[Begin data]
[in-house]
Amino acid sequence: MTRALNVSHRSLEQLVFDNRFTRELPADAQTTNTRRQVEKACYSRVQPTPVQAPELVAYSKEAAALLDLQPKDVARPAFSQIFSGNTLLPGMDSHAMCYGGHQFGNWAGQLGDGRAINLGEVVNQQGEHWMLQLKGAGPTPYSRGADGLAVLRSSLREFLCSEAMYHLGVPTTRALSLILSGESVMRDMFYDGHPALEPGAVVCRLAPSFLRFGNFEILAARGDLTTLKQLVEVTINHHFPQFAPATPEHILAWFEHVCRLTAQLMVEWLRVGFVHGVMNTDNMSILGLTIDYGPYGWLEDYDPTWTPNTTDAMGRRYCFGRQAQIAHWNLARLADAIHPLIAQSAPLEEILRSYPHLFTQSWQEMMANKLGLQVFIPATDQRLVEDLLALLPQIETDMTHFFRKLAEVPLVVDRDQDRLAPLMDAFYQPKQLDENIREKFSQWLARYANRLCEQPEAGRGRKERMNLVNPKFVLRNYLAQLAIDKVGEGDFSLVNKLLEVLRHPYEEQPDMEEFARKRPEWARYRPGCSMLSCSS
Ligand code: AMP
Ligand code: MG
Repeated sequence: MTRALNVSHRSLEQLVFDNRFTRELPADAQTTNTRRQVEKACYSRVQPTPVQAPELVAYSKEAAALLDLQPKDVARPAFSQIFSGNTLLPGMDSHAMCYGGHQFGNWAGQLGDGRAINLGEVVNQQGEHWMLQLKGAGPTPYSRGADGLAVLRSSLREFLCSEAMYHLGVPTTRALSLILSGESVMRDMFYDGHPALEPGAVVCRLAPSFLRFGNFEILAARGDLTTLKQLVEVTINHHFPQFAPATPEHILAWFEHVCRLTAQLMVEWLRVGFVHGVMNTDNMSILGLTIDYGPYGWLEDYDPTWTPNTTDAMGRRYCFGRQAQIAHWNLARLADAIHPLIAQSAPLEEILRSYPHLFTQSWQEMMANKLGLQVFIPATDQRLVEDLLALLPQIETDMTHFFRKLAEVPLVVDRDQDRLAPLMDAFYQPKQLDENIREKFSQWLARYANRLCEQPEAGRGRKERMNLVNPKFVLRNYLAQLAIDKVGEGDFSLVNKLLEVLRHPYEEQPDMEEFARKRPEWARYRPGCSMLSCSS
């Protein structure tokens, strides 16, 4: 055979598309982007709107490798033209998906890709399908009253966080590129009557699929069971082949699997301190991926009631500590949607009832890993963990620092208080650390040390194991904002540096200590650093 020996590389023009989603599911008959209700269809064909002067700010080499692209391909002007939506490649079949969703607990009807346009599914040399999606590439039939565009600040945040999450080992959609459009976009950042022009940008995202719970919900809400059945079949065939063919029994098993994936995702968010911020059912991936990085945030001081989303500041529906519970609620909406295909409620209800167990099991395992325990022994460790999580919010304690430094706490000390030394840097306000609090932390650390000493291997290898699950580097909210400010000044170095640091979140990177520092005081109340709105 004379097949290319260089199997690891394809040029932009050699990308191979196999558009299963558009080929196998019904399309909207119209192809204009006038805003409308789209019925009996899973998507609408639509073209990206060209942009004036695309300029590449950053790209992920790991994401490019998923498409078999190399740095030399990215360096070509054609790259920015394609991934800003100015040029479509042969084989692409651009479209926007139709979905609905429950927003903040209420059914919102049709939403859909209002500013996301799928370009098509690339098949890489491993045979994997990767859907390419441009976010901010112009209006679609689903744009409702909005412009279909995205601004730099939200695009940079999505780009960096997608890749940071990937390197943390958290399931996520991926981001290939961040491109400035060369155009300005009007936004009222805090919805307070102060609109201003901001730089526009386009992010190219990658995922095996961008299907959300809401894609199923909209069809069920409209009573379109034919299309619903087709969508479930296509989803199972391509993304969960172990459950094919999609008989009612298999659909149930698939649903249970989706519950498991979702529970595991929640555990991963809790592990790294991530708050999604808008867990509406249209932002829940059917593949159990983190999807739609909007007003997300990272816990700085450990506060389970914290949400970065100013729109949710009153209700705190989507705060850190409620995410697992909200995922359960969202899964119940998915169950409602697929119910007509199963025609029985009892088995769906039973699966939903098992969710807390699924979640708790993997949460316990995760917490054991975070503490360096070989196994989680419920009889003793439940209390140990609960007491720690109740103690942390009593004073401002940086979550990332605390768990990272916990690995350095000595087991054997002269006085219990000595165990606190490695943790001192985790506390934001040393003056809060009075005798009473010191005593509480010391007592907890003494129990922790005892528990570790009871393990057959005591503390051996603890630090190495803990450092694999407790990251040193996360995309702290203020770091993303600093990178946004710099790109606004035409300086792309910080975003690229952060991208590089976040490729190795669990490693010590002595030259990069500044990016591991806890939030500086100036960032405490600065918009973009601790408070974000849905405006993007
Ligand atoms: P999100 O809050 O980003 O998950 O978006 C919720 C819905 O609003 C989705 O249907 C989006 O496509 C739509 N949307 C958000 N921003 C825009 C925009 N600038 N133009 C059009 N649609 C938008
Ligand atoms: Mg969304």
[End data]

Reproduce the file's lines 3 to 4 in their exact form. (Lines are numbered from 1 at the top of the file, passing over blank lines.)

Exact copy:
Ligand code: AMP
Ligand code: MG